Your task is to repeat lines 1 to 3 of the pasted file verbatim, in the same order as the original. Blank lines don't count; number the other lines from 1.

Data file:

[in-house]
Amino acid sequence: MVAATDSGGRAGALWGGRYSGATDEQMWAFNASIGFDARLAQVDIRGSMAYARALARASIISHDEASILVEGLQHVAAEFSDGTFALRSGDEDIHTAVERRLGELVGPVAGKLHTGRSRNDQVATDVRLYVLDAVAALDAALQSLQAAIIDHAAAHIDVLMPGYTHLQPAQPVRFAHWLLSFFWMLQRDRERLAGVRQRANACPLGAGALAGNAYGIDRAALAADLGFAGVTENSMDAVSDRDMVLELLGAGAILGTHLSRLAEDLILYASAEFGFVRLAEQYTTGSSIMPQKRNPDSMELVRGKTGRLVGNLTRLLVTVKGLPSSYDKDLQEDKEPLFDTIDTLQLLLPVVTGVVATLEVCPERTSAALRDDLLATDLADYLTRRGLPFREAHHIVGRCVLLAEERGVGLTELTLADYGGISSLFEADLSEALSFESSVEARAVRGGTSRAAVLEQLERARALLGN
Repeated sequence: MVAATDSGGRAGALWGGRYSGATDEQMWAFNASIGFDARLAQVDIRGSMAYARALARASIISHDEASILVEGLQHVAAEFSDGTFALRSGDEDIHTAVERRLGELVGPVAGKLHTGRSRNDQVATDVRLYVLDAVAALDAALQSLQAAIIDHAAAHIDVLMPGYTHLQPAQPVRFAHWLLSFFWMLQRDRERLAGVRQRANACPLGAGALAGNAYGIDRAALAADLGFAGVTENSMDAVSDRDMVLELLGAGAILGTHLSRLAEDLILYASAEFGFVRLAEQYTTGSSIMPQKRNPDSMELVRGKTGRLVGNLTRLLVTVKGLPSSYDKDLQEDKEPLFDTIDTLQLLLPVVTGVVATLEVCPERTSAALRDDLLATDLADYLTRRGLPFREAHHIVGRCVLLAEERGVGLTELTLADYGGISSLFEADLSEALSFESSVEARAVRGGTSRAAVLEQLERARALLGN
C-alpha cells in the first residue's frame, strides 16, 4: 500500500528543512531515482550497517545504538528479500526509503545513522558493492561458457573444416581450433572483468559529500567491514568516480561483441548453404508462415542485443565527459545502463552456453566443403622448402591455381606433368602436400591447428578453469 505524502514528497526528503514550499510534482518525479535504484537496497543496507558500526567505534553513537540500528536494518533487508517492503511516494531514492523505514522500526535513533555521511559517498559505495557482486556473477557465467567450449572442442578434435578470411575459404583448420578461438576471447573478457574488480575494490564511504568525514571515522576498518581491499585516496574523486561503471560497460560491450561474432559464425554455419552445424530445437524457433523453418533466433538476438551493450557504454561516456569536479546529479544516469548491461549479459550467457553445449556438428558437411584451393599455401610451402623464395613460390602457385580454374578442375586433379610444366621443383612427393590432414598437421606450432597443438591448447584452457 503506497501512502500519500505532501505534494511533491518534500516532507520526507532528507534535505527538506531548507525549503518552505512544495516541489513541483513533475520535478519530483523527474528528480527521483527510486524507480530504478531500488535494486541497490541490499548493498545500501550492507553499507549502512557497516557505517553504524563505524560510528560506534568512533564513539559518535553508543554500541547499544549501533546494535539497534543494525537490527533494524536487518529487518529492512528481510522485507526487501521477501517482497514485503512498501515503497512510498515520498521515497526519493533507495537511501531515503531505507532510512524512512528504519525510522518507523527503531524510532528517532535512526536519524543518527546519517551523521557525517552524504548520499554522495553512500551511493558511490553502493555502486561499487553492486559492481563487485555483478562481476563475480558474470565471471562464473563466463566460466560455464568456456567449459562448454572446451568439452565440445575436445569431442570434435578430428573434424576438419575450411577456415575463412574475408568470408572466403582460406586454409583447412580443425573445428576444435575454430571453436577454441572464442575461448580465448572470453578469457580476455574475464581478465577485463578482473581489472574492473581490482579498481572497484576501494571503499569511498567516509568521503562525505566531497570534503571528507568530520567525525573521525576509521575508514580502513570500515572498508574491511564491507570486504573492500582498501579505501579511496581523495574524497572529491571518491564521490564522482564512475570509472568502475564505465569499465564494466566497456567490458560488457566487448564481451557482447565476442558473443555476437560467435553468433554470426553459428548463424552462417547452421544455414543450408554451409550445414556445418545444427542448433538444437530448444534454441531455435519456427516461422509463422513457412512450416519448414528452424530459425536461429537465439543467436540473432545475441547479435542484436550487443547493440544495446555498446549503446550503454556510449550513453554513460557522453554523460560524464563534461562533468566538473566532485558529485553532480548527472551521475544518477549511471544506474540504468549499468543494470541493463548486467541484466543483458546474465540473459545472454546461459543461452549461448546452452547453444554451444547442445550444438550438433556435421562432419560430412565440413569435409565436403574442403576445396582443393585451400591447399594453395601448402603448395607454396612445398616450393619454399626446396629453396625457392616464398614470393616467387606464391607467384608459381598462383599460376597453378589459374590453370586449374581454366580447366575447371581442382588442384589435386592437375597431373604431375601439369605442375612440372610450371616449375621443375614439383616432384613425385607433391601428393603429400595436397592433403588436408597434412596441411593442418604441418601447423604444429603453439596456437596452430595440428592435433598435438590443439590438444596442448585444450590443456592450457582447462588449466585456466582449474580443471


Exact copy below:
[in-house]
Amino acid sequence: MVAATDSGGRAGALWGGRYSGATDEQMWAFNASIGFDARLAQVDIRGSMAYARALARASIISHDEASILVEGLQHVAAEFSDGTFALRSGDEDIHTAVERRLGELVGPVAGKLHTGRSRNDQVATDVRLYVLDAVAALDAALQSLQAAIIDHAAAHIDVLMPGYTHLQPAQPVRFAHWLLSFFWMLQRDRERLAGVRQRANACPLGAGALAGNAYGIDRAALAADLGFAGVTENSMDAVSDRDMVLELLGAGAILGTHLSRLAEDLILYASAEFGFVRLAEQYTTGSSIMPQKRNPDSMELVRGKTGRLVGNLTRLLVTVKGLPSSYDKDLQEDKEPLFDTIDTLQLLLPVVTGVVATLEVCPERTSAALRDDLLATDLADYLTRRGLPFREAHHIVGRCVLLAEERGVGLTELTLADYGGISSLFEADLSEALSFESSVEARAVRGGTSRAAVLEQLERARALLGN
Repeated sequence: MVAATDSGGRAGALWGGRYSGATDEQMWAFNASIGFDARLAQVDIRGSMAYARALARASIISHDEASILVEGLQHVAAEFSDGTFALRSGDEDIHTAVERRLGELVGPVAGKLHTGRSRNDQVATDVRLYVLDAVAALDAALQSLQAAIIDHAAAHIDVLMPGYTHLQPAQPVRFAHWLLSFFWMLQRDRERLAGVRQRANACPLGAGALAGNAYGIDRAALAADLGFAGVTENSMDAVSDRDMVLELLGAGAILGTHLSRLAEDLILYASAEFGFVRLAEQYTTGSSIMPQKRNPDSMELVRGKTGRLVGNLTRLLVTVKGLPSSYDKDLQEDKEPLFDTIDTLQLLLPVVTGVVATLEVCPERTSAALRDDLLATDLADYLTRRGLPFREAHHIVGRCVLLAEERGVGLTELTLADYGGISSLFEADLSEALSFESSVEARAVRGGTSRAAVLEQLERARALLGN